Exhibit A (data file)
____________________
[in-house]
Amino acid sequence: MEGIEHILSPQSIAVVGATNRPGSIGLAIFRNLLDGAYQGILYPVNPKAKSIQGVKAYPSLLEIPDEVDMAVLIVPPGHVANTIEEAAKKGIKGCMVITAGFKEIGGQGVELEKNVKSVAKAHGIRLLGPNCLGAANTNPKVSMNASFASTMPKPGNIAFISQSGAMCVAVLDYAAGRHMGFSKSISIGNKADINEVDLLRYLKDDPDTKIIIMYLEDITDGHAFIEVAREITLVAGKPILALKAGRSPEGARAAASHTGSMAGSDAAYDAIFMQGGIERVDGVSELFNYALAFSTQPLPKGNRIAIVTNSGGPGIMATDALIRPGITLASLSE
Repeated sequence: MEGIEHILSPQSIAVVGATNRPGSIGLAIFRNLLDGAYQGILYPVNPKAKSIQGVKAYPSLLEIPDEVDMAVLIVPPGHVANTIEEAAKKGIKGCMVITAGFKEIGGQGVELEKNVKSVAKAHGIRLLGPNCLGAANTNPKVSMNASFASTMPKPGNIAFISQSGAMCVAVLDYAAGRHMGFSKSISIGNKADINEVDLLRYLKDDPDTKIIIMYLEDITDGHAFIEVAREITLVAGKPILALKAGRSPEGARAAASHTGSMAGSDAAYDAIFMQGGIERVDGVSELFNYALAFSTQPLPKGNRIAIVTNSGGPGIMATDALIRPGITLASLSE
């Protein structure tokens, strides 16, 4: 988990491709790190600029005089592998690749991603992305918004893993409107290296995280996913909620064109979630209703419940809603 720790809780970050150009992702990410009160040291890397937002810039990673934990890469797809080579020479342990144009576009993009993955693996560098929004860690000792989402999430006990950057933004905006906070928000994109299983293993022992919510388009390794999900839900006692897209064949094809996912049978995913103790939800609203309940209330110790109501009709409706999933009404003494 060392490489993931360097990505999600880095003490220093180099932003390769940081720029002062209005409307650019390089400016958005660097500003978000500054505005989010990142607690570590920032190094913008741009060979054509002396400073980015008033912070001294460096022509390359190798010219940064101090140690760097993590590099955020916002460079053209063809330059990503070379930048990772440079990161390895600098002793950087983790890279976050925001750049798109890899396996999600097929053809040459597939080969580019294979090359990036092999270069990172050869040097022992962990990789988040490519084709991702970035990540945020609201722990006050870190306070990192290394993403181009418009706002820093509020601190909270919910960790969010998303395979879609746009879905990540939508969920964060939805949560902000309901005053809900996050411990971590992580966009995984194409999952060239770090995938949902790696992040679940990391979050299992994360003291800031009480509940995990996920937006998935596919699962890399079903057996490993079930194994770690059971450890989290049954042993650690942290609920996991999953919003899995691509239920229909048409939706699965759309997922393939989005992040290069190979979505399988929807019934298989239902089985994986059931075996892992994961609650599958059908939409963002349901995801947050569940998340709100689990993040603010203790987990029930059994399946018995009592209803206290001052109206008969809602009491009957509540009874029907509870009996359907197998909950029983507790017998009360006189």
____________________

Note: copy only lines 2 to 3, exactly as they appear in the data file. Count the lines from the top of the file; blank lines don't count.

Amino acid sequence: MEGIEHILSPQSIAVVGATNRPGSIGLAIFRNLLDGAYQGILYPVNPKAKSIQGVKAYPSLLEIPDEVDMAVLIVPPGHVANTIEEAAKKGIKGCMVITAGFKEIGGQGVELEKNVKSVAKAHGIRLLGPNCLGAANTNPKVSMNASFASTMPKPGNIAFISQSGAMCVAVLDYAAGRHMGFSKSISIGNKADINEVDLLRYLKDDPDTKIIIMYLEDITDGHAFIEVAREITLVAGKPILALKAGRSPEGARAAASHTGSMAGSDAAYDAIFMQGGIERVDGVSELFNYALAFSTQPLPKGNRIAIVTNSGGPGIMATDALIRPGITLASLSE
Repeated sequence: MEGIEHILSPQSIAVVGATNRPGSIGLAIFRNLLDGAYQGILYPVNPKAKSIQGVKAYPSLLEIPDEVDMAVLIVPPGHVANTIEEAAKKGIKGCMVITAGFKEIGGQGVELEKNVKSVAKAHGIRLLGPNCLGAANTNPKVSMNASFASTMPKPGNIAFISQSGAMCVAVLDYAAGRHMGFSKSISIGNKADINEVDLLRYLKDDPDTKIIIMYLEDITDGHAFIEVAREITLVAGKPILALKAGRSPEGARAAASHTGSMAGSDAAYDAIFMQGGIERVDGVSELFNYALAFSTQPLPKGNRIAIVTNSGGPGIMATDALIRPGITLASLSE